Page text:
And that voice of God through Jesus has continued to flow throughout the history of the church, even to us as we gather here this morning. God is still speaking. Are we still listening? Like the Hebrews church, we may get so turned around by the problems and suffering of life that we think God has nothing more to say; that if God isn’t absent, then God must be silent. But God has already spoken to us, directly to us with the things we need to hear. We hear the voice of God when we read the gospels, put Jesus’ words into practice, and when we allow God’s word to sustain “all things” in our lives. If that’s not a part of your daily routine, why not make that a priority this next week?

There is a third way of realizing what God has done for us through Jesus–to experience it. The author of Hebrews described the work Jesus did for them with his work of reconciliation, becoming the pioneer of their salvation. That work, one of suffering and redemption, made them a part of God’s family. As the author states, “For this reason Jesus is not ashamed to call them brothers and sisters . . .”

As we go through the difficulties of life, we are to hear those words for ourselves, knowing what God has done to make us whole. This happens when we remember what God has done through Jesus to bring salvation to us and the world. It happens when we experience it for ourselves, a reality that counters our sin and shame, our isolation, our addictions, and our greatest struggles of life. And it negates any thoughts we have of being imposters in God’s family as Jesus now calls us brothers and sisters. Have you experienced the reality of your salvation?

In his commentary on Hebrews, Doug Bratt shares a story that illustrates what God has done for us,

In his fascinating book, The Man Who Mistook His Wife for a Hat and Other Clinical Tales, Oliver Sacks tells the story of Jimmie who remains forever stuck in 1945. Jimmie is a very nice, pleasant person with whom you can have a nice conversation. But if you leave the room after even a two-hour conversation and then return a bit later, he’ll greet you as if for the first time.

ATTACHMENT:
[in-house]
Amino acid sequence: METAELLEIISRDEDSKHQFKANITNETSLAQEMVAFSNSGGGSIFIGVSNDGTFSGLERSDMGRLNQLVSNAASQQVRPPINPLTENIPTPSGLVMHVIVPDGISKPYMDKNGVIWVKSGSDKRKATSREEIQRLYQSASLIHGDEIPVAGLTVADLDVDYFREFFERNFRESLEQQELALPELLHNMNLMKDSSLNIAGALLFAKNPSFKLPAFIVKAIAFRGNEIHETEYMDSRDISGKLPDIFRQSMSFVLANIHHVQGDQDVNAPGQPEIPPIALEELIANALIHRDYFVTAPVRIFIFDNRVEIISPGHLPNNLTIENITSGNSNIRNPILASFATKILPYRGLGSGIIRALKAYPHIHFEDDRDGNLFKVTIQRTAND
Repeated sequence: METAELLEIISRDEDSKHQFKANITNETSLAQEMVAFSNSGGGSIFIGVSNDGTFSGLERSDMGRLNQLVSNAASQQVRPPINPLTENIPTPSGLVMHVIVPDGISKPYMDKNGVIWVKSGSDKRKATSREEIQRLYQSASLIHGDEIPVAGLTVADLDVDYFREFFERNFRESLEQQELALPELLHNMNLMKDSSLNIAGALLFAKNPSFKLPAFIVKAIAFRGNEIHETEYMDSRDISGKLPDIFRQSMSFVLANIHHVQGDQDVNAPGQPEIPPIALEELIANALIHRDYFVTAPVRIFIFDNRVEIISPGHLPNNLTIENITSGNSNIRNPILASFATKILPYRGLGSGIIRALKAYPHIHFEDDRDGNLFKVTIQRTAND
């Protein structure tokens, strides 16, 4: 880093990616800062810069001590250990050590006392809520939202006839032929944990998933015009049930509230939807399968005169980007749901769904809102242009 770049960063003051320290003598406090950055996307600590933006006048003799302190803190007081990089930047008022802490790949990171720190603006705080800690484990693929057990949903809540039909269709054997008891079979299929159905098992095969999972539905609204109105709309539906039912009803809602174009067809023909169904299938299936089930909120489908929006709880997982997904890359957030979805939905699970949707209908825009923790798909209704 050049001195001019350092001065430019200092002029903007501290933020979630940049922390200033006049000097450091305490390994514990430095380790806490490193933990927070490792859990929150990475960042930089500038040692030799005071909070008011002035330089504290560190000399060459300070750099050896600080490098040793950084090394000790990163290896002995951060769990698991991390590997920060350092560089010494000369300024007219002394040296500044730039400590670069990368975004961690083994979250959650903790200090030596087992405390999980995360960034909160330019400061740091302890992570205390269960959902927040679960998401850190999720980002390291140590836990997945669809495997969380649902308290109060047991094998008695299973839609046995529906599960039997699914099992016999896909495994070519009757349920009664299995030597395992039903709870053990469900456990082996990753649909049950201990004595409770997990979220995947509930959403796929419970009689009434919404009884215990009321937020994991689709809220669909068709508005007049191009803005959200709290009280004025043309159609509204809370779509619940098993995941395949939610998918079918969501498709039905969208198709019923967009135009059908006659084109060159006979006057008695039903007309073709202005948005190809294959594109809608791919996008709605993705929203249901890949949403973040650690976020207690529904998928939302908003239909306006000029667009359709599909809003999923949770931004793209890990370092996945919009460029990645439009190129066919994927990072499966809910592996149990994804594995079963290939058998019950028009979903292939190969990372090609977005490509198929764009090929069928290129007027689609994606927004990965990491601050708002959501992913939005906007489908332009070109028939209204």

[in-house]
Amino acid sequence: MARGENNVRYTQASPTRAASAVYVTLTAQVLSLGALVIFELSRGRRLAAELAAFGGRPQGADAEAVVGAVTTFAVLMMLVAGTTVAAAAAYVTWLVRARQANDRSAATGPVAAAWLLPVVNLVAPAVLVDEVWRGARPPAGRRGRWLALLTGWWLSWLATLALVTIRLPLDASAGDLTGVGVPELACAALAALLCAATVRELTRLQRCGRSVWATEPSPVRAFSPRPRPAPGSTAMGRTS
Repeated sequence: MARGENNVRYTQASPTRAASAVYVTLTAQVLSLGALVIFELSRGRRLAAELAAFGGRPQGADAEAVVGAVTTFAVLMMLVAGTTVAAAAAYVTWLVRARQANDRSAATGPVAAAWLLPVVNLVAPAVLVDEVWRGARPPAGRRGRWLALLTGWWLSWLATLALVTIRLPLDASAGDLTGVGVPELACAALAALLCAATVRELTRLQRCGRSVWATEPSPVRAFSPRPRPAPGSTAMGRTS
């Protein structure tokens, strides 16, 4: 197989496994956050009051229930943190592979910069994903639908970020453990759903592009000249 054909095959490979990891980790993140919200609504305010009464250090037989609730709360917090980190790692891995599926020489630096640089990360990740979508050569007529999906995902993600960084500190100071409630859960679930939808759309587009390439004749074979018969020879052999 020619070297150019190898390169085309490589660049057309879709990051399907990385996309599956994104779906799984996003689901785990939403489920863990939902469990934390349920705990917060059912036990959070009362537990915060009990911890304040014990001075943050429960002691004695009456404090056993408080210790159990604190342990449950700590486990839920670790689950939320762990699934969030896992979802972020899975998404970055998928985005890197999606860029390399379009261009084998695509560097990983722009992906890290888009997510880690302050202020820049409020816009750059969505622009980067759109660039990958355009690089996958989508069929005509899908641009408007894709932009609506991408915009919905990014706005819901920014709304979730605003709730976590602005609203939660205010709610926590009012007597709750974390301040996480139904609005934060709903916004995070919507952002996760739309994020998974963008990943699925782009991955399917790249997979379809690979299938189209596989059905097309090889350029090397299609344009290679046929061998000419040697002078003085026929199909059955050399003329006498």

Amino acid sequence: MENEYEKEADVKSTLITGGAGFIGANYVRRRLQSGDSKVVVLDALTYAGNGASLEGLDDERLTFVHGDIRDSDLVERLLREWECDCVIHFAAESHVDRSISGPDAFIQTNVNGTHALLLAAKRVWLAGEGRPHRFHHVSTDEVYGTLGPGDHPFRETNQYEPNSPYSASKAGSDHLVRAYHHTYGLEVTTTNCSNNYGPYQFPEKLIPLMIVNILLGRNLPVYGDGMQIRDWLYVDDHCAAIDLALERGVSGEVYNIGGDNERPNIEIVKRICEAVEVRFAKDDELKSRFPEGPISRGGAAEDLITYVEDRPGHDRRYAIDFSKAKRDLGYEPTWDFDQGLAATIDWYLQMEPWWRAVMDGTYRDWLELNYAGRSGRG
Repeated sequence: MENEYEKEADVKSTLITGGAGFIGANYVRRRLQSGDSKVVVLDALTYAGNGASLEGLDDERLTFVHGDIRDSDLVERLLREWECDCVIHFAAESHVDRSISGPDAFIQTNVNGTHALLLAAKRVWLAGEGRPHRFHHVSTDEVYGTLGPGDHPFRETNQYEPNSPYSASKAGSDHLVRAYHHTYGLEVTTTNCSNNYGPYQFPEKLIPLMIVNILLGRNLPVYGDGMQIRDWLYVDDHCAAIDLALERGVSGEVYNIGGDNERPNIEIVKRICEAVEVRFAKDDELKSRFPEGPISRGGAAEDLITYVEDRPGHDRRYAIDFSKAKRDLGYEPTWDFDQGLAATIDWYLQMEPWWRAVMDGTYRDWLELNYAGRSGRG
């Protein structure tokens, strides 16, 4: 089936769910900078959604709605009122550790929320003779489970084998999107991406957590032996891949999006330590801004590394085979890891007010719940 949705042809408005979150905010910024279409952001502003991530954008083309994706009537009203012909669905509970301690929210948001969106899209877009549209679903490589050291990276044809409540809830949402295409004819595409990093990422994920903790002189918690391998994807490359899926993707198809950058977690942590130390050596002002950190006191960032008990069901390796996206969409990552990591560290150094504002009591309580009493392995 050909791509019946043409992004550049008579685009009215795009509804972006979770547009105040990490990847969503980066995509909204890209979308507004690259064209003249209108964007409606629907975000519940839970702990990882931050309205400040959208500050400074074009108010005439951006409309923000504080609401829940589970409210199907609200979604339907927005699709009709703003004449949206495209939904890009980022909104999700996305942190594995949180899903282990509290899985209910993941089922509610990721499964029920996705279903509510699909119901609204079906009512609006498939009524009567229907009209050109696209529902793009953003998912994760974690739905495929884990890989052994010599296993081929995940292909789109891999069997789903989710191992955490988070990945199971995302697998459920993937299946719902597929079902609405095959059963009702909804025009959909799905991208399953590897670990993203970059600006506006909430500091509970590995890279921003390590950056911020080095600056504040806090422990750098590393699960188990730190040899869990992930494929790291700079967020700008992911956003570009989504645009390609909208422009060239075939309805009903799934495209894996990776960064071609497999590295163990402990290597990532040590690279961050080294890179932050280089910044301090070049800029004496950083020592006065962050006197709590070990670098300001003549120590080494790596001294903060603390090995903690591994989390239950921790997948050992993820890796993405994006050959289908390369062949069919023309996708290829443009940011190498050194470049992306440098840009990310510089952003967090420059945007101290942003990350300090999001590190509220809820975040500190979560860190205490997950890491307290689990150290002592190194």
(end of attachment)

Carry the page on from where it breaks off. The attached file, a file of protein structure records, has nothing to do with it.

This vacuum leaves Jimmie with minimal joy because it locks him in what a colleague calls “an ever-changing but finally meaningless, present moment.” With nothing old to ever look back on and nothing new ever to look forward to, joy is largely impossible.

But there is one time when Jimmie shows something like joy, a moment when the largely vacant look on his face is replaced with something that looks like completeness and calmness. It’s when he takes communion.

When Sacks mourned to the nuns who care for him that Jimmie’s disease had stolen his soul, they invited him to come back for communion. When Sacks returned, he saw Jimmie fully participate in the service, recite the familiar lines, say the prayers, and then go forward to receive the wafer. As he did, Jimmie’s face was a picture of calm and even joy. We might say that the Holy Spirit helped Jimmie hear God’s Son speaking to him through the sacrament of the Lord’s Supper.

It was in Communion that Jimmie could do the three things we’ve considered–see, hear, and experience what God had done for him in Jesus. Now it’s our turn.